In XP, we write the tests as we write the code. This is the time to write a comprehensive test that irons out every possible combination in a five level deep IF-ELSE statement. It's a chance to ensure that we test every exception possibility, as well as the boundary condition issues that come with passed parameters.
When we change the code later, we change the tests as needed. Neither tests nor production code are allowed on their own; both form a synergistic whole.
Testing might be hard to implement with many embedded applications. The XP notion of a test is something rather automated, which may defy systems that require someone to press buttons and interact with other devices. Yet how do we dare not create such exhaustive and effective automatic tests?
Practice 6: Refactoring
Refactoring is a fancy word for chucking the cruddy code and starting anew. Whenever you see a function that could be simpler, rewrite it. Period. This is a pretty interesting idea, especially when it comes to maintenance, since we know how code bloats.
Practice 7: Pair programming
In an XP environment, two fully qualified programmers work at a single computer. One implements and types, the other audits. Each takes turns on the hot seat.
I can hear the howls of protest. This holds little attraction for an anti-social reprobate like myself, but there's plenty to justify the idea. Code inspections use teams of four or five people to review the code, and are proven to be up to 20 times more efficient than traditional debugging for finding problems.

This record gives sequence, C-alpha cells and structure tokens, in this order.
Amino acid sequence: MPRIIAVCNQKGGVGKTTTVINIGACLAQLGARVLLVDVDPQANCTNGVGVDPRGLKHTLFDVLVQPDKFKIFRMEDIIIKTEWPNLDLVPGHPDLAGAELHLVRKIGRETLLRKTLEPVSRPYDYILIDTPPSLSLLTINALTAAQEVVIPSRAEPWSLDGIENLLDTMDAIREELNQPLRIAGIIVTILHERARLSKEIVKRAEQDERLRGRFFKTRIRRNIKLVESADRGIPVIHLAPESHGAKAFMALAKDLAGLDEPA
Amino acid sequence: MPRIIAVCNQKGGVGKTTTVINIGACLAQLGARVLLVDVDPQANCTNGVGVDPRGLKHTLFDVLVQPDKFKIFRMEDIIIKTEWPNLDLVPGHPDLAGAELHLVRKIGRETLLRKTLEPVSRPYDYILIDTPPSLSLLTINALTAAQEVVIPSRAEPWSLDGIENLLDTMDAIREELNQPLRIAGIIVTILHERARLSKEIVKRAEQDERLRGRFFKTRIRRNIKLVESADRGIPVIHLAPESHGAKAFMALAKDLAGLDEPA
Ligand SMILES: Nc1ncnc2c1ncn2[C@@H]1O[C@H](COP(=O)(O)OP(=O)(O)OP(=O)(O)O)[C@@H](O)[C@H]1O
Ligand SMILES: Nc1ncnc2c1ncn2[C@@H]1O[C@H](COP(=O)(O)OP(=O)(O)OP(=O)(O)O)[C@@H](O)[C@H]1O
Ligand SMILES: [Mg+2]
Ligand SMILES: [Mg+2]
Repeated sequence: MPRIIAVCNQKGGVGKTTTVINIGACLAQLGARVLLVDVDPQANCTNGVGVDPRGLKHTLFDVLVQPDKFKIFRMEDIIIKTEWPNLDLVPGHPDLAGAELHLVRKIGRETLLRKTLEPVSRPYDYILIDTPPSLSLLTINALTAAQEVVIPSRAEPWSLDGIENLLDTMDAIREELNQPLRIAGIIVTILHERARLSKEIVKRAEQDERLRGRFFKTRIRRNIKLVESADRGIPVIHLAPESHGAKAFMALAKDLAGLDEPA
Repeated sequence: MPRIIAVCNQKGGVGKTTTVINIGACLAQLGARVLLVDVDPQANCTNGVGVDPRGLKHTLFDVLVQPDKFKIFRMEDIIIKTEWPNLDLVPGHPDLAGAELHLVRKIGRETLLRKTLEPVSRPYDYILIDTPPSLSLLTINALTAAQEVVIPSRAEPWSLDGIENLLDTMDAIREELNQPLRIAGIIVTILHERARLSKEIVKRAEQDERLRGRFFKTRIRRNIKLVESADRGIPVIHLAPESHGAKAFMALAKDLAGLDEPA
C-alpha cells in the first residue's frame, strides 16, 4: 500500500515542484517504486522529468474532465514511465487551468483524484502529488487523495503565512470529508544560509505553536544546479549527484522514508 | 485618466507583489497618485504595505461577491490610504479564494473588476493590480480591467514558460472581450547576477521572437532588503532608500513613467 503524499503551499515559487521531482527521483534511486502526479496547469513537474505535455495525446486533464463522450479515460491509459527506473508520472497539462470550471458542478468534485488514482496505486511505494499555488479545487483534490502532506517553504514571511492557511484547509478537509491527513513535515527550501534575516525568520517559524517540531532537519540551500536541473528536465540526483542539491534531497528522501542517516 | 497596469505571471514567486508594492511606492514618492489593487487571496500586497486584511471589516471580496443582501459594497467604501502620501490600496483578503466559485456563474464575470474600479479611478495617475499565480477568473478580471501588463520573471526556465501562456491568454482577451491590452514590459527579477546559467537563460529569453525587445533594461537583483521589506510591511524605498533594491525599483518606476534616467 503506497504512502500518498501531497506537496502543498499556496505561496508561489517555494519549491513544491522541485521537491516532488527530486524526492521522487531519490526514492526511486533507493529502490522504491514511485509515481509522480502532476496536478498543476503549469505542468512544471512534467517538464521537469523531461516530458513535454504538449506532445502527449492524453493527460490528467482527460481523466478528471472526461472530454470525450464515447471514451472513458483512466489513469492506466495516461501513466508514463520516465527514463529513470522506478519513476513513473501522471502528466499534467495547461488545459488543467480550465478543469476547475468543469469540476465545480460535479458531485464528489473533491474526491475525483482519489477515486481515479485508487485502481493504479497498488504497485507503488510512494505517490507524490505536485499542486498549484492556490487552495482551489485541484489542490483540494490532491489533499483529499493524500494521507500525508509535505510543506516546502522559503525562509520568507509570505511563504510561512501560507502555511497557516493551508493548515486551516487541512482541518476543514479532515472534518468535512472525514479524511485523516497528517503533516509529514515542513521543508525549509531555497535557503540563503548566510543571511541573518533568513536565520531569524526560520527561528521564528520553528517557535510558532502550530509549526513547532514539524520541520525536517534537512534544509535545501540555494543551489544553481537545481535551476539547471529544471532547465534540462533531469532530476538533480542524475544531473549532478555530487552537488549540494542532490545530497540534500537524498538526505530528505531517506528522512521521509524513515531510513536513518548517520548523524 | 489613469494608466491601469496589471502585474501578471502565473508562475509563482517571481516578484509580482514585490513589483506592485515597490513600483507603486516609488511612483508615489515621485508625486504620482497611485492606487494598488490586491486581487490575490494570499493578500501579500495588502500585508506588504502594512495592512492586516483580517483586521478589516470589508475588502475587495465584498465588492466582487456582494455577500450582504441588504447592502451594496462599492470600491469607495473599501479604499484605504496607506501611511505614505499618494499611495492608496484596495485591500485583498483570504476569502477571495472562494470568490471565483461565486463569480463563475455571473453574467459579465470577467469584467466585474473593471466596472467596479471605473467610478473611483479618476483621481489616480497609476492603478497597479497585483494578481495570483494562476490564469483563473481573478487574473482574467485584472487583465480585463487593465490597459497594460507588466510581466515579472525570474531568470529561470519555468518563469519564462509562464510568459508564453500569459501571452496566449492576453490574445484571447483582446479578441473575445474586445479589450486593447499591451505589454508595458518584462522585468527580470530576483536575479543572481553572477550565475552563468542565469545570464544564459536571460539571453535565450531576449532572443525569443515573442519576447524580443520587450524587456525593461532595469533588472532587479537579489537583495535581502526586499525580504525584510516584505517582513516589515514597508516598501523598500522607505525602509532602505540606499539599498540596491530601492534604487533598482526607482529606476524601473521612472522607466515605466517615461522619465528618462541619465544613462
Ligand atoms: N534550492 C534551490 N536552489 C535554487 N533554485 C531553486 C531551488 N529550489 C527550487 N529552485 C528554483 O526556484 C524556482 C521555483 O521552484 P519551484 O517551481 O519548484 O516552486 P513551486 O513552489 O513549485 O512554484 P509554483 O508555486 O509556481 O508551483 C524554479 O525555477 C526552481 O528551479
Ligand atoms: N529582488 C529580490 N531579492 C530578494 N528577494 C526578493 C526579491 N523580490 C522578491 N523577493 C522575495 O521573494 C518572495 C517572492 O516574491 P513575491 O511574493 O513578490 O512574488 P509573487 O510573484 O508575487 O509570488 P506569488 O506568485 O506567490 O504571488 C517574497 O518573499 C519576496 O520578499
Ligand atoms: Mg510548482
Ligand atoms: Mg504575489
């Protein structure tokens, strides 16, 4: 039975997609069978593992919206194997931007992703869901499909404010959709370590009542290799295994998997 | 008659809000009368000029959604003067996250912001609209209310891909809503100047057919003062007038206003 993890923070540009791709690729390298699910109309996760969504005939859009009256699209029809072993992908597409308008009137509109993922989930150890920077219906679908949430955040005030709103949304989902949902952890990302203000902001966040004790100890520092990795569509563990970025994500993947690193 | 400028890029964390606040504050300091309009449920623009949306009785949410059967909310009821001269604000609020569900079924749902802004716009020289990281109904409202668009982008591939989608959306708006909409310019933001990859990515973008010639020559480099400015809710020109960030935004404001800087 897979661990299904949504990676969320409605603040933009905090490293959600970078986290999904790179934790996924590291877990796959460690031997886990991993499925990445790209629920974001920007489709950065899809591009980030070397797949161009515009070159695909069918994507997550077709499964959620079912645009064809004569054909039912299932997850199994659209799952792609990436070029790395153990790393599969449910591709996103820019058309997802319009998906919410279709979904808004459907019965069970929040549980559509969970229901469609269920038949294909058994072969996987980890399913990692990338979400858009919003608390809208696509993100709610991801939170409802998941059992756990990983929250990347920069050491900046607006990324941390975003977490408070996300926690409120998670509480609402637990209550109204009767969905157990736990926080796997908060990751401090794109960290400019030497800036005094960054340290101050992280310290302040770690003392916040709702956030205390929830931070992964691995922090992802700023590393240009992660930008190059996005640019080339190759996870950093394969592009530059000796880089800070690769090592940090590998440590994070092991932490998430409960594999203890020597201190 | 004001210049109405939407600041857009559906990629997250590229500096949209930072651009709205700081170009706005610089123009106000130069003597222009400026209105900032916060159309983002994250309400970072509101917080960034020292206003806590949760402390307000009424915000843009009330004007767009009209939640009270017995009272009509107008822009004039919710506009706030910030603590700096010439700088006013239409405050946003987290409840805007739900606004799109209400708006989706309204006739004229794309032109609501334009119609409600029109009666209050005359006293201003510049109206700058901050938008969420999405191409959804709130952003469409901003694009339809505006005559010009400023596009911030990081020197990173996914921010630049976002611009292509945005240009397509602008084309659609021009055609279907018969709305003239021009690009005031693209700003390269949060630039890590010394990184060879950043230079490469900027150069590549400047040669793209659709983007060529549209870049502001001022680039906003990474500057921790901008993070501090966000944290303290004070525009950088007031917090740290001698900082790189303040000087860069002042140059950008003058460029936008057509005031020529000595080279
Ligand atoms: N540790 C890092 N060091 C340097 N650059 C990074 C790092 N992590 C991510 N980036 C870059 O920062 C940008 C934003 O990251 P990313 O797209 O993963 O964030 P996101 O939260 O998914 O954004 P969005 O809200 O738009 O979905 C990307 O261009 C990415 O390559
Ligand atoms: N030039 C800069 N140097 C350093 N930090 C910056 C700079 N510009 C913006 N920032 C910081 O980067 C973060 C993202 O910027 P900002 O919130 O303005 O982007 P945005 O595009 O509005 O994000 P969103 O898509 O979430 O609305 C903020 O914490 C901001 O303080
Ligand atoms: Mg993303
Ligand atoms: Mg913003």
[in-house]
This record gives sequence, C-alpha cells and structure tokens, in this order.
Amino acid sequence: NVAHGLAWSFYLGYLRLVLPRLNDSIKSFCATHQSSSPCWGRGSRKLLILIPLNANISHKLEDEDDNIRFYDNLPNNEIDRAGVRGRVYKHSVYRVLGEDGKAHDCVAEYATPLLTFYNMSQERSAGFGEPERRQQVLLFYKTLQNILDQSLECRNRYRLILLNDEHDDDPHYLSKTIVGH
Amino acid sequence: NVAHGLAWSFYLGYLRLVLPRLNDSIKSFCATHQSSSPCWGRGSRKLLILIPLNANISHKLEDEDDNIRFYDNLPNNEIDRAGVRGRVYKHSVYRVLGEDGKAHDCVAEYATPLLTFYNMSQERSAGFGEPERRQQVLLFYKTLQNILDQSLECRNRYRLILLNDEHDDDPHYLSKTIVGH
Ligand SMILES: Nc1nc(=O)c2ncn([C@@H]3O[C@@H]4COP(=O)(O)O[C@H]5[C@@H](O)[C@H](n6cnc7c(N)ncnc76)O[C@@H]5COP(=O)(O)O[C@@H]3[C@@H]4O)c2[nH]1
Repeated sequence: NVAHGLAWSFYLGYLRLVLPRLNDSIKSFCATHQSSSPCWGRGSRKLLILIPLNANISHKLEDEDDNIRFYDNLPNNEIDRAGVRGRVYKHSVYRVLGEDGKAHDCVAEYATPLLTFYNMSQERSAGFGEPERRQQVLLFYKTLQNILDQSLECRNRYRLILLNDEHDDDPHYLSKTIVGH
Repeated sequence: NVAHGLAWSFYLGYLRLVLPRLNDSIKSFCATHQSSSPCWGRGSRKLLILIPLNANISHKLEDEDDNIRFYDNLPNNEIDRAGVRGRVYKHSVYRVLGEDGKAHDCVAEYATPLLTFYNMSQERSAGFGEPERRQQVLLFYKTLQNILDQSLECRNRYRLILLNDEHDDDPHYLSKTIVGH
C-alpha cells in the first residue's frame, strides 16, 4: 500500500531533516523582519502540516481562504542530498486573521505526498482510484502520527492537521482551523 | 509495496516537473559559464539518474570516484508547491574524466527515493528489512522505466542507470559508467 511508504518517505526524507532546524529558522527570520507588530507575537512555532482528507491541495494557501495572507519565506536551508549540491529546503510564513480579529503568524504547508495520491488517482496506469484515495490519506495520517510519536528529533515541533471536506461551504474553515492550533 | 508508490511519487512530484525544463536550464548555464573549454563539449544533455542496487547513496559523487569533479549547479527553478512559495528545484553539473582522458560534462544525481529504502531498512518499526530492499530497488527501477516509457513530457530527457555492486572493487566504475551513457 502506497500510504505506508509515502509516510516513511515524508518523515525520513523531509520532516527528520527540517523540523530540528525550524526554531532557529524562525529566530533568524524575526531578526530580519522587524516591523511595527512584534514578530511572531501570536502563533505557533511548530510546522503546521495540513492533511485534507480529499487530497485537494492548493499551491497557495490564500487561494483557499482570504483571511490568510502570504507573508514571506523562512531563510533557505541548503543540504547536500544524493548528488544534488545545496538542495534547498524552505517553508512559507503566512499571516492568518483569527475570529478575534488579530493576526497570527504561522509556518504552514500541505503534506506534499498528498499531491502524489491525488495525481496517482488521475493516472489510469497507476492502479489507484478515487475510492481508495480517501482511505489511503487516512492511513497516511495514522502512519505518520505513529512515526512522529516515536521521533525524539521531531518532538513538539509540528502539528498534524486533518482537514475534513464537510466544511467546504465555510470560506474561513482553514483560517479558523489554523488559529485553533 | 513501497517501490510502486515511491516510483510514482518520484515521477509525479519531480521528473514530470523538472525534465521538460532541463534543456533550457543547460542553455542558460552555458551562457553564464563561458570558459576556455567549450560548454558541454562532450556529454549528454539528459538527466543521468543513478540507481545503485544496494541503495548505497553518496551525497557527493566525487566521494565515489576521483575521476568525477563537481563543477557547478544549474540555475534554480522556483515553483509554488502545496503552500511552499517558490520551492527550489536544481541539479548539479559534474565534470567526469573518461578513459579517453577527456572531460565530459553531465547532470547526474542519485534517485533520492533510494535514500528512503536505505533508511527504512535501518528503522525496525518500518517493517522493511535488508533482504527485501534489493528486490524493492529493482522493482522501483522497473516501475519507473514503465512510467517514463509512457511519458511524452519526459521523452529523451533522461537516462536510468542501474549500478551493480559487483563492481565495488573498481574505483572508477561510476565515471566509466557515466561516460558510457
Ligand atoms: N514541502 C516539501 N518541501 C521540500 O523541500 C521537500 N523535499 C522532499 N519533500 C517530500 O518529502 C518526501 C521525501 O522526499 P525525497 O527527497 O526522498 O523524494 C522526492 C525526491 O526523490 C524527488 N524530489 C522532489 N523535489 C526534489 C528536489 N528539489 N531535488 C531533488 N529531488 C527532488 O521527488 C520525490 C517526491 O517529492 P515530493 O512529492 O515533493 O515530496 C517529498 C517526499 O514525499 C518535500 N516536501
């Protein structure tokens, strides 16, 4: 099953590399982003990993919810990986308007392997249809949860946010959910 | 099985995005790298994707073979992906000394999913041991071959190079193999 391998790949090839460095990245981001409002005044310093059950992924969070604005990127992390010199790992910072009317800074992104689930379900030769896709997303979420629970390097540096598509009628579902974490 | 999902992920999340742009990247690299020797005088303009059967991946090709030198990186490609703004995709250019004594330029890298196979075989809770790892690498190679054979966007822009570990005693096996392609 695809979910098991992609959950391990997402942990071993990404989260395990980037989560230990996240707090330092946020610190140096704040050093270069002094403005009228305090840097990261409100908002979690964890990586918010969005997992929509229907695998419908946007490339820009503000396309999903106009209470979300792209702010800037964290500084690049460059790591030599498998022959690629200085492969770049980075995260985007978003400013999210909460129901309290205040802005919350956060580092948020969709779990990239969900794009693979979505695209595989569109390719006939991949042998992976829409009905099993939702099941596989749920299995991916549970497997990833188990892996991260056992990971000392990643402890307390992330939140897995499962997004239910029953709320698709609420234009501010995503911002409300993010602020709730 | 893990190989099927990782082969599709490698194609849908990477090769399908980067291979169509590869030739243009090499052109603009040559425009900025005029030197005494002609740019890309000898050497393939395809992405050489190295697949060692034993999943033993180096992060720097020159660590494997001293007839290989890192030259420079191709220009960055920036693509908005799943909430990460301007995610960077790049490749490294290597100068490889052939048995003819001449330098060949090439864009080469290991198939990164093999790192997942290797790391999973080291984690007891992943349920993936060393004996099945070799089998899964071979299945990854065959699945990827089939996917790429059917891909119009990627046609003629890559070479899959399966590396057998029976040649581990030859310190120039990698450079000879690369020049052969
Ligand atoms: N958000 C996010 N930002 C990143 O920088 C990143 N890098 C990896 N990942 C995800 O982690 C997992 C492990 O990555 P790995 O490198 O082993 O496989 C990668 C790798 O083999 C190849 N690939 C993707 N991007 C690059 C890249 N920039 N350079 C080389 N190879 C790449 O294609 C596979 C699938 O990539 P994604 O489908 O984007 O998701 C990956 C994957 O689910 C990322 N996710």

XP goes against the mainstream of software engineering thought by coding and reviewing-by means of pair programming-all at once. There are no meetings, no slowdowns awaiting an inspection team. It's an active and dynamic process. I'll admit some reservations here, but do enthusiastically support pair programming over the more usual “Joe retires to the corner to wrestle alone with the function” approach.
Practice 8: Collective ownership
No one has exclusive ownership of any portion of the code base. If you see a chance to add value to any part of the project, you are required to do so, even if someone else wrote that section. This is another scary idea, since, generally, no one understands a function like the original author. But the test suite removes much of the risk, since any change is immediately verifiable.
Practice 9: Continuous integration